Notes on the Atrocities
Like a 100-watt radio station, broadcasting to the dozens...

Sunday, June 22, 2003  

Toward the end of the movie "Lawrence of Arabia," there's a scene in which Lawrence is driving his united desert tribes to Damascus and they encounter a fleeing column of Turks. The Arabs will follow Lawrence's lead, though they desperately want to wade in for the slaughter. Earlier in the film, the Turks tortured Lawrence, and he shares their old tribal enmity. It's one of the most poignant moments in film, as the director David Lean allows the camera to watch dispassionately on as Peter O'Toole--as Lawrence--slides into insanity. He can't resist his hatred, and soon the sands are stained with blood.

I saw the movie on Friday at our local repertory theater, and so it's fresh in my mind. Yesterday, seeing the quotes of hate-ridden soldiers in Iraq, I was awash in their sense--as seen on Lawrence's face--of being overtaken by emotion. As Tacitus pointed out in comments to the post, though, what that emotion meant to me wasn't clear.

In terms of human experience, war (in the broadest sense--including huddling in a basement, watching your wife being raped, being pinned under fire, watching loved ones die, and so on and so on and so on) creates the space for the most uncontrolled, reactive emotion we are capable of. In 2003, we forget this. Our power is so overwhelming, our technology so many years ahead of our (usual) enemies, our press so favorable to the heroes of war, that we forget that men and women still must go out and fight. They enter a conflict in which metal is exchanged at hundreds of miles an hour. It doesn't matter much if your army has stealth bombers and ICBMs when a civilian pulls a gun from underneath his robes and starts blasting at you. So of course, this extreme circumstance creates extreme emotion: hatred.

I'm a Buddhist. My views on war are pretty much well outside the mainstream on the issue. It's my view that if you look at the level of human suffering on the globe at any given time, it's constant. The suffering just moves around. Taking the view that war accomplishes some useful outcome is parsing the situation very carefully, defining outcomes very specifically. Empires rise and fall. Wars are waged, and evanescent cultural comforts gained and lost. Even within countries, the levels of suffering wax and wane, depressions to boom times. And so it is with individual lives. We live, we experience, we suffer, we rejoice. It's life. Taking this larger view, it's my conclusion that engaging in war is the riskiest of all ventures. In almost every case, it creates the seeds for more wars. And for those unfortunate enough to be in a war, the Lawrence-like insanity and uncontrollable hatred is never far away.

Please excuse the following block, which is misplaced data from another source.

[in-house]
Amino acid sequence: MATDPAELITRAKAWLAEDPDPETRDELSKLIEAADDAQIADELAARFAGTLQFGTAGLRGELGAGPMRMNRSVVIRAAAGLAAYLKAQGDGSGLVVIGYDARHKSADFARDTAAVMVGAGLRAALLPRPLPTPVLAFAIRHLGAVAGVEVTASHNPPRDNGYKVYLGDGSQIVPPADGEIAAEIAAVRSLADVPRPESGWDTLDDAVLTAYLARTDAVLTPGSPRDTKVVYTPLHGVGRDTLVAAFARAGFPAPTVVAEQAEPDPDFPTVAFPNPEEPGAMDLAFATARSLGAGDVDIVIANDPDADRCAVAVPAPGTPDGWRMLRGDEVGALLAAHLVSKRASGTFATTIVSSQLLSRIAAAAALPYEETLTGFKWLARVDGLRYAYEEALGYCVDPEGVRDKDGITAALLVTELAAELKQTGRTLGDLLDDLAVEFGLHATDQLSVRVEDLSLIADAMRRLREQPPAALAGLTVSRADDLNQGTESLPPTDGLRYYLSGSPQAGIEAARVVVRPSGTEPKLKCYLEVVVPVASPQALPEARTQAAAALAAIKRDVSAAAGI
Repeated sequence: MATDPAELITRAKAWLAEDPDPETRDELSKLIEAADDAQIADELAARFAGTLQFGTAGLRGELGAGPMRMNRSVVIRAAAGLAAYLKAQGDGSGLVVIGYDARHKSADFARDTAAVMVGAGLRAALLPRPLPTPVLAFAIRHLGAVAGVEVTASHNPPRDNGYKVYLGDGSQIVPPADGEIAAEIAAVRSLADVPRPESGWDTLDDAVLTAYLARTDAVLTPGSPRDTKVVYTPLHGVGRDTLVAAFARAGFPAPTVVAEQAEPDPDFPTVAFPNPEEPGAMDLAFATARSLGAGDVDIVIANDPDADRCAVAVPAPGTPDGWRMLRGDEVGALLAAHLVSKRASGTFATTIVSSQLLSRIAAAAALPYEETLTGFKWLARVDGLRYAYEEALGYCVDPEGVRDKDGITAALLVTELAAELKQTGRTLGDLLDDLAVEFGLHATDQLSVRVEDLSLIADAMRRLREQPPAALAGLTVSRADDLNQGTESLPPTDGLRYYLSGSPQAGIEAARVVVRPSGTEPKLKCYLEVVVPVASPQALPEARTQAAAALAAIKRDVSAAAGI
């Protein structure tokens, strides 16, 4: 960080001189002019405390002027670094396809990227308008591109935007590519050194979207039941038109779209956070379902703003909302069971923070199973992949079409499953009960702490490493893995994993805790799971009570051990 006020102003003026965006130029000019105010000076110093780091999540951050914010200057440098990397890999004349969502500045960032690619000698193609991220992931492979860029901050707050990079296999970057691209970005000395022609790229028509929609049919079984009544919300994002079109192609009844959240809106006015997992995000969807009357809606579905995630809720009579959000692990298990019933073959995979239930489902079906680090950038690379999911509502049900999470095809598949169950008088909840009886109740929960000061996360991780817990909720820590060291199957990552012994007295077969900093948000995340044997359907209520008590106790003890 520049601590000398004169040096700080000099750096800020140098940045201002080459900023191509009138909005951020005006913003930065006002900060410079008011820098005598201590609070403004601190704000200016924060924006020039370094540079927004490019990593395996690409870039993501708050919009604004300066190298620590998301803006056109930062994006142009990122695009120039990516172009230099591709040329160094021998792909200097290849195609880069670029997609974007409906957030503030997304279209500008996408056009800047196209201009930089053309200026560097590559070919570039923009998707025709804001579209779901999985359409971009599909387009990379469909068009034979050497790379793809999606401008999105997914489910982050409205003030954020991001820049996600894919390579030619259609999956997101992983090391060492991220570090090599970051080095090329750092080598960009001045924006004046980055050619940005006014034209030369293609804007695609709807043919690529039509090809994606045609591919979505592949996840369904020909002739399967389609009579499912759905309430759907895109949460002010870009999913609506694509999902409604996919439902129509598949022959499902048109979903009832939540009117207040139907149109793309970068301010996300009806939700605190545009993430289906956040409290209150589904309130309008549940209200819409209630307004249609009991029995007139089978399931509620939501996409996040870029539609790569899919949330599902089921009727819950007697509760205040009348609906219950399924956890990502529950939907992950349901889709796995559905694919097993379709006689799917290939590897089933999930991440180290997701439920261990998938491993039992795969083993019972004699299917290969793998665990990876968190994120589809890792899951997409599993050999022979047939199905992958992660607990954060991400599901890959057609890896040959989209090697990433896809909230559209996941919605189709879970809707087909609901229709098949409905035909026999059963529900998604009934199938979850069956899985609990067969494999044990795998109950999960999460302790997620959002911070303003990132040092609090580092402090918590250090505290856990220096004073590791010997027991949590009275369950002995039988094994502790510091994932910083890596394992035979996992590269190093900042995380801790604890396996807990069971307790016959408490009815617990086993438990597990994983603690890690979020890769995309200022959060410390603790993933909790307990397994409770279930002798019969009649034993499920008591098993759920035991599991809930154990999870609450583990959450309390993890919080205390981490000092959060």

But I also know that this doesn't reflect the realpolitik of global conflict. You marginalize yourself when you say that war, as an institution is enormously dangerous. In comments to another blog, Lawrence Krubner wrote that the only way to handle the situation in the Middle East is with force. It's a widely-held sentiment.

So is there a secondary message even a Buddhist has the credibility to deliver? I think there may be. War is enormously dangerous. The chicken hawks like to preen and trash talk, and so far no one's seriously opposing them. But the danger isn't to their well-being. In terms of realpolitik, it's exactly what they want--they want to rally patriotism and put their leader in a jet. The danger is to the long-term health of America. Before the Iraq invasion, plenty of folks saw the danger of this muddled effort--we saw the dead piling up, we saw the post-war confusion, we saw America presiding over a powder keg.

And we also saw the US soldiers subjected to a situation that would inevitably damage them. It's impossible to kill, watch your friends and comrades die, to be shot at without incurring serious psychological (not to mention physical) damage.. If we're going to submit our citizens to that situation, what's the goal? To have Bush appear like a Caesar and appeal to our vanity of empire? We're dealing with realpolitik here, right? So let's not go sentimental and think that we were invading Iraq for the sake of oppressed people (Congo and Burma stand as refutation to that). Let's not think that we did it to make America safer--not a single source has ever credibly linked Iraq to terror, and no one was seriously arguing that it was the most threatening country to the US. And let's not think that invading was done with any real confidence of bringing American-style Democracy to the deeply divided country. So the question is, with all the damage this war has caused, is causing, and will continue to cause, why did it make the most sense of all possible options?

Specialist Corporal Michael Richardson has a right to know. As a Buddhist, a witness to all the damage this war has caused the world, I do, too.

posted by Jeff | 10:35 AM |
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